Apple manager Richard Williamson is rumored to have been fired by Apple after he oversaw what would eventually become Apple’s pathetic excuse for mapping software.
Released on the Apple iPhone 5 and via the iOS 6 software upgrade, Apple maps quickly became the punchline for travel jokes after it led users to the wrong areas, left off major roads, and offered distorted image views of common areas.
The Apple mapping problem became so severe that CEO Tim Cook apologized for the software and Apple ultimately offered users with several free mapping program solutions.
According to Bloomberg:
“Senior Vice President Eddy Cue (pictured above), said the people, who asked not to be named because the information wasn’t yet public. Cue, who took over last month as part of a management shakeup, is seeking advice from outside mapping-technology experts and prodding digital maps provider TomTom NV (TOM2) to fix landmark and navigation data it shares with Apple.”
In the meantime, Google has been working tirelessly to provide a more suitable mapping solution through its own software. Apple had one year left on its Google Maps contract. Had the company baked Google Maps into the iPhone 5, it could have bought time while fixing its own software issues.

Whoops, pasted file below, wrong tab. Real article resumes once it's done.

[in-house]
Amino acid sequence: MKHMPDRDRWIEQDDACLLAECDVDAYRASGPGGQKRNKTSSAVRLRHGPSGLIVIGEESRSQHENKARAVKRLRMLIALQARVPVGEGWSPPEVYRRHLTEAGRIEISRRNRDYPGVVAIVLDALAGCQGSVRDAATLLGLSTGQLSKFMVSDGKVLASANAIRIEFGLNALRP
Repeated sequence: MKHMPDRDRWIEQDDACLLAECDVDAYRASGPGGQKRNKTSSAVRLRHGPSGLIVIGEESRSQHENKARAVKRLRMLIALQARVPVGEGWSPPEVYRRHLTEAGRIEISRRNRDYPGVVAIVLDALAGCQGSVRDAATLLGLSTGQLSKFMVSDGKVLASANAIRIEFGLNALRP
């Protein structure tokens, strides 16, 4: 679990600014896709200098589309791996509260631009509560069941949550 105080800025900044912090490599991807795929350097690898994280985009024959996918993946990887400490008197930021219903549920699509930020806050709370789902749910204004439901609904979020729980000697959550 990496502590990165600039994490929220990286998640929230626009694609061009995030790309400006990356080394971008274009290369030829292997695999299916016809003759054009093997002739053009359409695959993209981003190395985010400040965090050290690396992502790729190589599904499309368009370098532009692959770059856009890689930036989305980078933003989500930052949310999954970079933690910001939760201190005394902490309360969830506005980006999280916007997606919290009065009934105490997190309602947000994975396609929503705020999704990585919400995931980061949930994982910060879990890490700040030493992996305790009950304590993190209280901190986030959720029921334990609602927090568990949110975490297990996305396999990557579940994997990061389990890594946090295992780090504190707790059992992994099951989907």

Apple reps are not commenting on Cue’s decision to fire Williamson, instead noting that Apple Maps will continue to improve and move ever closer to a showdown with Google Maps.
According to reports, Cue will install a new leadership team at Apple Maps, seeking out former Google Maps employees as the company has been doing since the program was critically panned.
Apple has already improved satellite imagery over the UK but still has a long way to go in properly labeling streets, landmarks, and other bits and pieces of data.
Cue is consider a “fixer” at Apple. His last project, however, was to focus on MobileMe, a system for which he fixed login and other issues, but he ultimately watched as the program closed its doors in 2012.
Cue’s biggest accomplishment at Apple was heading up iTunes for which he secured record label, TV, and movie studio deals. Cue continues to negotiate video deals on behalf of Apple